After we retired to Florida some years ago, we discovered that Christmas there is as jolly a season as any we enjoyed up north, enveloped by snow. It was especially joyous when our grandchildren come to visit.
One evening during our last Christmas season in the sunny south, we all went out to dinner—my wife, our daughter and her husband, and three of our grandchildren. We’d spent the afternoon shopping at a large, regional mall, and were looking forward to enjoying the cheer of the season and the pleasure of each other’s company.
During dinner, we talked of our plans for their holiday with us. Unlike the north, where tobogganing, skating, snowball fights, and warm fires were the order of the day, in Florida the beach, the pool, and the golf course were all on the agenda. We were looking forward to an old-fashioned holiday with lots of singing, plenty of fresh air and exercise, good food, and family to enjoy being around the tree with.
By the time we finished dinner, sharing our happy plans, we were all feeling very fine—warm, full, comfortable. We left the restaurant, chatting amiably, and began the walk back to the parking lot where we had left the car.
As we waited to cross the intersection, guided by flashing green and red traffic lights that added to the festive Christmas air, we were accosted by a stranger. He meant us no harm, but his sudden approach startled us out of our contented state.
He was tall and quite thin, and his face jutted out from under a worn cap. His beard was unkempt, his eyes red and rheumy. He wore faded jeans, tattered and patched, and an old, plaid shirt with the collar turned up. The children huddled behind their parents, afraid of being so close to such an apparition.
When he spoke to me, I could hardly hear him in the hum of the passing traffic. He mumbled through that scraggly beard, through missing teeth, his words coming in disjointed phrases.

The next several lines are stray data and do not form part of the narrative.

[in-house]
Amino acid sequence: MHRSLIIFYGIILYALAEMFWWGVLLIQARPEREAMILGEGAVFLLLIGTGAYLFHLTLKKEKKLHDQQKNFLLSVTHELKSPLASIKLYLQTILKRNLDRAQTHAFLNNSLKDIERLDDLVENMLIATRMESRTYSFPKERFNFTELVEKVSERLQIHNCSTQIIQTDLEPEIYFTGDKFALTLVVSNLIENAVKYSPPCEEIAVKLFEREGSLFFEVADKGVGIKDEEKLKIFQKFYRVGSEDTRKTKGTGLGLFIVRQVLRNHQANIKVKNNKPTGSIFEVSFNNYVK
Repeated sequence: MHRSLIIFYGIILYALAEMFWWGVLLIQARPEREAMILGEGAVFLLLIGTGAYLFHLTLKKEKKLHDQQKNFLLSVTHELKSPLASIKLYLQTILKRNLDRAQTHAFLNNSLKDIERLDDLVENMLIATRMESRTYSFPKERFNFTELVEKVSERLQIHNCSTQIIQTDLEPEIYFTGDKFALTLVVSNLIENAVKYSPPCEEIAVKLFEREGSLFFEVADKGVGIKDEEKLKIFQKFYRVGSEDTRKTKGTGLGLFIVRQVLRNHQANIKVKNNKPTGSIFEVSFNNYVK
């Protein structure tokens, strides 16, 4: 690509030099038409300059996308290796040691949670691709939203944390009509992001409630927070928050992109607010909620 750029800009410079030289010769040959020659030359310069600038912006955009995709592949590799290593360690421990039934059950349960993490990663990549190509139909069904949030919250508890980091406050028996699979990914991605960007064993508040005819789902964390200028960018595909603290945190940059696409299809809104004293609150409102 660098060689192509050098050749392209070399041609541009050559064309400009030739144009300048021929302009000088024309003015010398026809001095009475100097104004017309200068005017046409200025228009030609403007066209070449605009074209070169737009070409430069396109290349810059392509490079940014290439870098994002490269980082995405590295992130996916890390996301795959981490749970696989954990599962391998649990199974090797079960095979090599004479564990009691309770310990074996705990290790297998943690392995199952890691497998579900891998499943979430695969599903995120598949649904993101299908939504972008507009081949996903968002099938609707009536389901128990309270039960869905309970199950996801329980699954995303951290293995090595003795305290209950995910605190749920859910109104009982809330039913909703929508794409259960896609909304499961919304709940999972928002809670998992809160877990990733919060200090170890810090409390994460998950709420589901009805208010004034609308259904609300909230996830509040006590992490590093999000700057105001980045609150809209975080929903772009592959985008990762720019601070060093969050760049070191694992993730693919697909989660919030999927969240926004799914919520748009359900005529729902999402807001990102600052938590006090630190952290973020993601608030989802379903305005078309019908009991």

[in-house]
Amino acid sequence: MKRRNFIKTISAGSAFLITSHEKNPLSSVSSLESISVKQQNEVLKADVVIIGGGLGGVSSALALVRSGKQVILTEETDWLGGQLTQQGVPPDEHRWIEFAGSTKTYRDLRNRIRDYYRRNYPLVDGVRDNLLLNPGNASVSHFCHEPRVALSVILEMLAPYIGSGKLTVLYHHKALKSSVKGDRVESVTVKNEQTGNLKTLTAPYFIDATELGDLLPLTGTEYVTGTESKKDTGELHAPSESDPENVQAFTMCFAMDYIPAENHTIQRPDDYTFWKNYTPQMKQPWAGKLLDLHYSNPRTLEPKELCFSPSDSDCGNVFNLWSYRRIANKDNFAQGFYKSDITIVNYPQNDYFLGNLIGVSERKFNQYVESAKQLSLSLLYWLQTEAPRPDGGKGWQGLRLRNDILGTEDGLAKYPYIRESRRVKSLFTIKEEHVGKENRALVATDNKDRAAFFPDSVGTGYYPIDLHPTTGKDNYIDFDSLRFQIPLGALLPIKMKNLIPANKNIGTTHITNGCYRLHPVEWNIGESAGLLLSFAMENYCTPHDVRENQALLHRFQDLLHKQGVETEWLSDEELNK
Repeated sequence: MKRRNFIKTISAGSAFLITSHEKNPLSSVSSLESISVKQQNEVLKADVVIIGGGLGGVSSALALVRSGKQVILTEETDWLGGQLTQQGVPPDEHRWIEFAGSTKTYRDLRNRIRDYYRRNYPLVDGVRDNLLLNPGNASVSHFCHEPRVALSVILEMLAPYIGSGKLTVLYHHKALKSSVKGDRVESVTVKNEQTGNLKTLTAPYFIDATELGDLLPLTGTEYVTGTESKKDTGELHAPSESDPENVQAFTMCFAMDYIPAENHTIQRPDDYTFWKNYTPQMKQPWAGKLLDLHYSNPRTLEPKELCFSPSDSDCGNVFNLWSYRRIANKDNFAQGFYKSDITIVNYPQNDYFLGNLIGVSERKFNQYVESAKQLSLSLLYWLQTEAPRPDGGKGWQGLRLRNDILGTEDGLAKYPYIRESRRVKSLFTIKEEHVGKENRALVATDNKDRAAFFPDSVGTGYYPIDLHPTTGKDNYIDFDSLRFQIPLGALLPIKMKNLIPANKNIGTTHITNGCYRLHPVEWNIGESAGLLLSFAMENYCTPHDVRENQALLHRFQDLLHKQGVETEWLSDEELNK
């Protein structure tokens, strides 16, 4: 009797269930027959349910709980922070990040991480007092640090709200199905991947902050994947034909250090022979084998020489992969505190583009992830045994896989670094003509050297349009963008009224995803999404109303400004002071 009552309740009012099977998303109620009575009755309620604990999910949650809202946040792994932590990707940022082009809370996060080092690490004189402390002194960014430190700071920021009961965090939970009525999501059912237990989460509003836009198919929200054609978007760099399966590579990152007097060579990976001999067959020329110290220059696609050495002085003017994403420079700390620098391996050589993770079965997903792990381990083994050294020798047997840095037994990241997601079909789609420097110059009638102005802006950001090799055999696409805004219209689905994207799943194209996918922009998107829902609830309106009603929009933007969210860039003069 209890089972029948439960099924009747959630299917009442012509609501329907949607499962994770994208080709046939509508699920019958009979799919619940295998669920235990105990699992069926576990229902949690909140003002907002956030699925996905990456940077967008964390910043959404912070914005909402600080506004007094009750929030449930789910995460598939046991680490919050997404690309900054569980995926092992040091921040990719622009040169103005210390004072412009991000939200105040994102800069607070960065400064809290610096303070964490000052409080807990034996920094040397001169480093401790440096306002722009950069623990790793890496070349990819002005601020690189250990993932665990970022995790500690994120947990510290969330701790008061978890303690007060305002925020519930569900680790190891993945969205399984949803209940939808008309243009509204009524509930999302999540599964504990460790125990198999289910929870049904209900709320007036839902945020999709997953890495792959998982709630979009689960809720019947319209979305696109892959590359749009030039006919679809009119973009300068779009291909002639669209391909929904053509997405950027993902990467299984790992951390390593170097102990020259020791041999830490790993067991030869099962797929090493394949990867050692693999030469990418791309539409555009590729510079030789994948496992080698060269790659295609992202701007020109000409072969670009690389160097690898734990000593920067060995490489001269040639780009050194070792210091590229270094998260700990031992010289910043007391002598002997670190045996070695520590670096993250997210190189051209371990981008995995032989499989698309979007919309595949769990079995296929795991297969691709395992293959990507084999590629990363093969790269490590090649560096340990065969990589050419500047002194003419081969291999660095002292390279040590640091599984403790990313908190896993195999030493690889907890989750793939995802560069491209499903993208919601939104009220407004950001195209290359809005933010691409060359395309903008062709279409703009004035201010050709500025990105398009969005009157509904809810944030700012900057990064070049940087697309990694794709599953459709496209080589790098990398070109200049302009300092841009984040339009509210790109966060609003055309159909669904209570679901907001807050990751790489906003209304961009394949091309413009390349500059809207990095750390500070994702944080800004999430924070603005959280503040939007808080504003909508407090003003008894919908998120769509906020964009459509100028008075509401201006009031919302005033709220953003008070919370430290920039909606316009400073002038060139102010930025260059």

“Hey, can you….you got anything….any change? A bus ticket, maybe….got any…?”
He was clutching a misspelled sign on a scrap of corrugated cardboard that read:
Vetran homeless everthing helps
“No, sorry,” I muttered, watching for the green light that would allow us to escape. And we walked away, slightly embarrassed, but relieved to leave him behind.
“Who was that guy, Daddy?” one of the kids asked.
“Did he wanna hurt us?” another chimed in.
Their parents reassured them that he had meant no harm. He was just a man asking for money.
“Is he sick, Mummy? Will he be alright?”
None of us could really answer.
When we reached the car, we clambered in silently, each of us lost in our own thoughts. The kids soon put the episode behind them, immersing themselves in their gaming devices. As I drove back through the intersection, heading home, the stranger was still on the corner, huddling around himself, approaching passers-by. He looked pathetic, and utterly alone. I hoped he didn’t see me staring at him.
Later that night, after everyone was in bed, I thought of him again. At first, I chastised myself for not giving him something to help him out. From somewhere, the scrap of a Bible verse teased a corner of my mind—Whatsoever ye do unto the least of these, ye do also to me—something close to that, I think.
But then I rationalized that a token from me would not likely have helped him anyway. He was obviously past the point where a solitary handout was going to make much of a difference in his life. He’d probably have wasted whatever we might have given him on booze or drugs, I told myself self-righteously. At one point, I got angry that he had put me in such an uncomfortable position.
Still, underneath it all, I felt a nagging guilt. ‘Tis the season to care for one’s fellow-creatures; yet we, so full of the Christmas spirit, had kept on walking. Because we were fearful, because we hadn’t known how to respond…or because we didn’t care.
Was it best to have ignored him and walked on, I wondered? Or would it have been better to have given him something, in the spirit of Christmas and with the hope that it would have helped him? I didn’t know.
As I think about it even now, almost a year later—sitting warm and safe at home at the onset of another Christmas season, surrounded by people who love me—I wonder where that stranger is and whether he’s okay.
And I wish I knew what I should have done.